Do you break into a cold sweat on bridges…hug the walls on upper levels of malls…avoid ladders and balconies…never, ever ride a ferris wheel? Fear of heights is one of the most common phobias and one that far too many people just live with. The standard treatment, exposure therapy—in which a therapist coaches a patient through increasing levels of exposure to what he/she fears in a real-world environment—is time-consuming and can be expensive. But virtual reality could help you lose your fear of heights quickly and inexpensively.
Though it’s new as a consumer plaything, virtual reality (VR) has been used to treat some mental health issues for about 20 years. It’s been used as a kind of exposure therapy to treat phobias, anxiety disorders and PTSD and to help recovery from substance abuse. VR has several advantages—treatment can easily be targeted to specific situations…patients are more willing to go into troubling virtual situations because they know they’re just simulations…and although VR still relies on a therapist present to provide guidance and psychological support, it is cheaper than, say, taking an actual flight to get over fear of flying. But what patients feel and learn is still transferable to the real world.
Researchers from the University of Oxford in England wanted to see whether VR could be automated so that a therapist would not need to be present. They had 100 adults diagnosed with fear of heights fill out an 80-point questionnaire to determine their levels of fear. Then about half of them were given six 30-minute VR sessions over a two-week period, while the other half carried on as normal.
VR intervention: Participants used an app designed by the researchers along with commercially available VR headsets and hand-held controls. Although a researcher was present during the therapy sessions for safety, the app was designed to be used without a therapist. Participants did each session while standing up—their virtual selves (an avatar they saw on their headset screens if they looked down at themselves) progressed from level to level in a 10-story building overlooking a ground-floor atrium. They were guided by a virtual coach who directed them to perform increasingly difficult tasks at each level—such as standing in front of a barrier that gradually lowered (relatively easy)…or walking out on a platform that went into the atrium space (difficult). The goal was for the participants to test—and learn—whether their fears really meant that they were in actual danger.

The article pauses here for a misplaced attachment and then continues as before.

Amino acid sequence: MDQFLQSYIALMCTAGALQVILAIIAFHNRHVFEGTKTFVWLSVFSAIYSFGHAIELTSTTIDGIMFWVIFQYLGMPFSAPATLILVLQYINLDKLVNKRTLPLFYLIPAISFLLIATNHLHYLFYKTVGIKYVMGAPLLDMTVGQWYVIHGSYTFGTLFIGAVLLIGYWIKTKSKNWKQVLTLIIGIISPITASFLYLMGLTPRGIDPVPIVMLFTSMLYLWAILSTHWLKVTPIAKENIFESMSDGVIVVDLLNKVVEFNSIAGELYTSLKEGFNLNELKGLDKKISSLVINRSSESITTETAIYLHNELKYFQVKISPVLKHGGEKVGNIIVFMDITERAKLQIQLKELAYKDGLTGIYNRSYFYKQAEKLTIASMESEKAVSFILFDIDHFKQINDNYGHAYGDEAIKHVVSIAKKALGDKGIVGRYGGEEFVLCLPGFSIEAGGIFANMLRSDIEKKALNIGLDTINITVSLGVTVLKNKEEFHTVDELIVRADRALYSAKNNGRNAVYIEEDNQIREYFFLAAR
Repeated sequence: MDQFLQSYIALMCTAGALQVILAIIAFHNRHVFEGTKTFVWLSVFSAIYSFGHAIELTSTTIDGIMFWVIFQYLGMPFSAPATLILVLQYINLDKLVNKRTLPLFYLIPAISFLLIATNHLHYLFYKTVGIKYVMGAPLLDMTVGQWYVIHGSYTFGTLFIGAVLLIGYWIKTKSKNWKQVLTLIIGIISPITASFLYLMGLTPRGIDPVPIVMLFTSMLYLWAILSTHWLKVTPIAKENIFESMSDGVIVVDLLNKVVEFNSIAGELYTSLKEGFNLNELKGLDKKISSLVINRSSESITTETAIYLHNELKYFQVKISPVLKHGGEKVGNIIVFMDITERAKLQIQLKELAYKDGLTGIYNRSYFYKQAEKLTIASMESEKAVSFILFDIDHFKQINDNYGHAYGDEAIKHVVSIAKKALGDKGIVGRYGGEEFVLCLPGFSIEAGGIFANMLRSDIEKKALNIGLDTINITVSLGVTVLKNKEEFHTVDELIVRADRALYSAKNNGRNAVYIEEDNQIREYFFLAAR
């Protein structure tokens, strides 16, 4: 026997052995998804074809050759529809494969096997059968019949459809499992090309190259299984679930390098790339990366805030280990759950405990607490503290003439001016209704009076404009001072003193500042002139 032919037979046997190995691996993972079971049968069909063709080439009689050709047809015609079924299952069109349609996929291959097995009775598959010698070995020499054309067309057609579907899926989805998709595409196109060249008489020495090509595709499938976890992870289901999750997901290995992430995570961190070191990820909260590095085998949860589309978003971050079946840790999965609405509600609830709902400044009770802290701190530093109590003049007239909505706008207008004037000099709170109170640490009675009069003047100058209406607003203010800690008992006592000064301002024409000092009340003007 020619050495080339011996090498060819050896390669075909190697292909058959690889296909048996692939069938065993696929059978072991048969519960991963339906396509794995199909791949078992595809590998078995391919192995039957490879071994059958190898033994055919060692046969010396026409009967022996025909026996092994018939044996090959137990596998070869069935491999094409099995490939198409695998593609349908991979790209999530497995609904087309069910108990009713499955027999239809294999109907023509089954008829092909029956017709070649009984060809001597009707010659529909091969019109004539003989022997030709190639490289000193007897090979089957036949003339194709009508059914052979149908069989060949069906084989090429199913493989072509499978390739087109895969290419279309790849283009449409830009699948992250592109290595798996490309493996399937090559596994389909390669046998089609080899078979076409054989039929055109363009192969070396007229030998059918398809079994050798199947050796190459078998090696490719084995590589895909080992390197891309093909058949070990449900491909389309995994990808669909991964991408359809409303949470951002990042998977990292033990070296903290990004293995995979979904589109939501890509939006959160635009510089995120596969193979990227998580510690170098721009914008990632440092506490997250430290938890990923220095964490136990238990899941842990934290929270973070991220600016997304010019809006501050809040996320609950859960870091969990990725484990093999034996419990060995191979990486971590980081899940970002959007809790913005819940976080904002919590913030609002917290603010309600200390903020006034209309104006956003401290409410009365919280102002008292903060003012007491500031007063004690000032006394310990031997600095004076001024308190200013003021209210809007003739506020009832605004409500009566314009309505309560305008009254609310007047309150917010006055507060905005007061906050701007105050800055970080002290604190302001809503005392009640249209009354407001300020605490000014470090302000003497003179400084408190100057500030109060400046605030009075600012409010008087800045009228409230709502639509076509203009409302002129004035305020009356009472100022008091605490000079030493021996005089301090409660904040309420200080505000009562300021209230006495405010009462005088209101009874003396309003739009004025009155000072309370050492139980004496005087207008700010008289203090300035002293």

Results: After two weeks of VR therapy, participants had dropped an average of about 25 points in their fear scores—a 68% reduction—compared with no change in the participants who had carried on as normal. These results were better than hoped. In fact, the researchers speculate that the results were so good because the participants performed much harder tasks than would have been possible in the real world…so facing their real-world challenges seemed that much easier.
Although the automated VR app used in the UK study is not commercially available in the US, VR therapy with a therapist is offered at many hospitals, mental health centers and university centers. For instance, Duke University offers a 45-50-minute therapist-guided VR session for $140. The apps that offer virtual experiences of heights—such as being at the top of a high building—available online that you can use on your own with a VR headset do not have the therapy component and have not been clinically tested to show that they are effective.
VR is not meant to replace a live therapist for every patient or in every situation calling for exposure therapy. But if fear of heights is causing you unnecessary misery, VR therapy might open whole new vistas for you!